Ah, those were the days! It’s almost with nostalgia that we now remember the year 2000, when the European Union imposed sanctions against Austria after right-wing populists became part of its government.
Back then, France was one of the driving forces behind those sanctions. But now, the far-right has become the strongest political force in France itself after regional elections on Sunday, which saw the anti-immigrant, euro-skeptic National Front party surge ahead of the country’s more traditionally centerist parties in the wake of last month’s brutal terrorist attacks in Paris.
So what do we do now? We can no longer turn our backs in disinterest or disgust. For too long, the political and economic elites in both France and Germany did not take the National Front phenomenon seriously. This criminal impartiality is no longer sustainable. Instead, we must look closely at France and try to understand what is happening to our friends.
Other far-right entities in Europe – such as Jörg Haider’s xenophobic Austrian Freedom Party (FPÖ), or Dutch anti-Muslim politician Geert Wilders and the nationalist True Finns party – are all political folklore compared to the threat of France’s National Front. How is it possible that in 2017, a founding member of the European Union, one of the anchoring nations of the euro and Germany’s closest ally could come under the control of a group that doesn’t even define itself as a democratic party, but as a “national movement”?
Sound familiar? Well, it isn’t a coincidence. The ideological source from which the party draws its rhetoric originates in the anti-democratic movements of the 1920s and 30s. Have the French gone completely mad in turning these democracy-destroying throwbacks into the country’s strongest party?
The party's rise can be reversed if we explain to voters that its program amounts to economic suicide.
Not mad, but frustrated. Many are disappointed by the country’s political system and its parties, which quarrel over the best seats in Paris instead of fighting for the country’s economic recovery. The vast majority of French are more mature than their political class. They know where France stands economically, and they have a clear sense of the changes that are necessary.
But the parties are not delivering. President François Hollande has introduced a few reforms, which would have been sufficient to stabilize the country in normal times. But not in an era when France is Europe’s leader in destroying jobs and losing market share, and also has one of the highest corporate tax rates in Europe. French financial newspaper Les Echos sarcastically dubbed the country’s cumulative underperformance “the French Grand Slam.” Mr. Hollande’s predecessor Nicolas Sarkozy excelled in this discipline.
The more enlightened French voters are also as sick of the parties’ scandals as they are of their ideologies, which remain stuck somewhere between the 1960s and 1980s. They aren’t voting for the National Front, but they are also no longer voting for the Socialists or Mr. Sarkozy’s center-right party, the Republicans. Both parties are eroding. Although nine out of 10 French people approve of Mr. Hollande’s tough reaction and warlike rhetoric after the terrorist attacks of November 13, this has not improved the desolate standing of his Socialist Party.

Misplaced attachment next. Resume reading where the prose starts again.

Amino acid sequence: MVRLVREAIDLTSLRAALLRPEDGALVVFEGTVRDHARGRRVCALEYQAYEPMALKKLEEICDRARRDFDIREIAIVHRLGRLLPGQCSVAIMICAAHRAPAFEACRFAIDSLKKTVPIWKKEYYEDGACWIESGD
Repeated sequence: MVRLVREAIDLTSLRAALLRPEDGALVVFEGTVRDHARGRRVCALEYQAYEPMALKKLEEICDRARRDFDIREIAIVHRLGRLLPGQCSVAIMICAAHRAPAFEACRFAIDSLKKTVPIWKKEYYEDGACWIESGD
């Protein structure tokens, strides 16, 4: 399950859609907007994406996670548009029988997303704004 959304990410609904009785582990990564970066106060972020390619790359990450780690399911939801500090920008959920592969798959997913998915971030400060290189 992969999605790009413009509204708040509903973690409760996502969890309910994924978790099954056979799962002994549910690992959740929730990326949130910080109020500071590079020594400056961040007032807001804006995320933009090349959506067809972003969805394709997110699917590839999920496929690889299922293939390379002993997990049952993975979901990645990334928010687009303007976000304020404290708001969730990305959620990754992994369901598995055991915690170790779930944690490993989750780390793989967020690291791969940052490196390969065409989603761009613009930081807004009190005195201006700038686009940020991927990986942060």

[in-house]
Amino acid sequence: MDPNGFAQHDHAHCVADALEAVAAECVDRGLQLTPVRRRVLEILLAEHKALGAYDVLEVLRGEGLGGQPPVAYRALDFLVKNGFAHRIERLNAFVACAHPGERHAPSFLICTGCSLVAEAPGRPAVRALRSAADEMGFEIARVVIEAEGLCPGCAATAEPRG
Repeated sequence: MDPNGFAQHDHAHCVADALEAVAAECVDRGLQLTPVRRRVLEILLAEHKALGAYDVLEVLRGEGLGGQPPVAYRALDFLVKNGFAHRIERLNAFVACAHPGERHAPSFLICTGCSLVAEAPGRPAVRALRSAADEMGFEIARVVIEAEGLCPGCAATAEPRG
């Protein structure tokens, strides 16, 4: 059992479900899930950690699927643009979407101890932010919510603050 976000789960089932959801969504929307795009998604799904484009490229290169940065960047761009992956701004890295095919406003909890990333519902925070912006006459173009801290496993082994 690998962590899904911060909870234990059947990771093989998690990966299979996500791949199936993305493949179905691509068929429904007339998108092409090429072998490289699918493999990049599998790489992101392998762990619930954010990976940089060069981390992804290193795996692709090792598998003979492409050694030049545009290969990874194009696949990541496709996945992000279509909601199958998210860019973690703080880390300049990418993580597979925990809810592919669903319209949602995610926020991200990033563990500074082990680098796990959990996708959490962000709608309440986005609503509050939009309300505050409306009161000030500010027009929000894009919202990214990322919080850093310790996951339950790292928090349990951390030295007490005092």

Blue-collar workers, low-level office workers, tradesmen and many farmers are especially susceptible to the promises of Marine Le Pen’s National Front. According to the party’s president, all the French need to do is return to pre-globalization conditions to achieve full employment, security and the unshaken identity of what former President Charles de Gaulle called a “white country.”
No other country in Europe is so much at odds with globalization. France and Germany are drifting far apart in this respect. A few Germans are critical of the trend toward a global business environment, but the overwhelming majority perceives it as a success of “Made in Germany.” However, a large number of French people – on the left and the right – perceive globalization as not only a humiliation for France, but the cause of unemployment and erosion of their traditional ties. Ms. Le Pen’s propagandist claims that corrupt elites have sold the “healthy people” to the powers of globalization are falling on fertile ground.
Still, the party’s rise can be reversed if we explain to voters that its program amounts to economic suicide. After all, this is the most important reason why more disappointed Republicans and Socialists aren’t voting for Ms. Le Pen out of protest: They see that it can’t go well.
But the question is whether enough politicians have the will to fight the extreme right anymore. Right now it seems more important to Mr. Sarkozy to break the Socialists than to defeat the National Front in runoff elections. He is opposed to cooperation among democrats. And their weakness is Marine Le Pen’s strength.
Thomas Hanke is Handelsblatt’s correspondent in Paris. To contact the author: firstname.lastname@example.org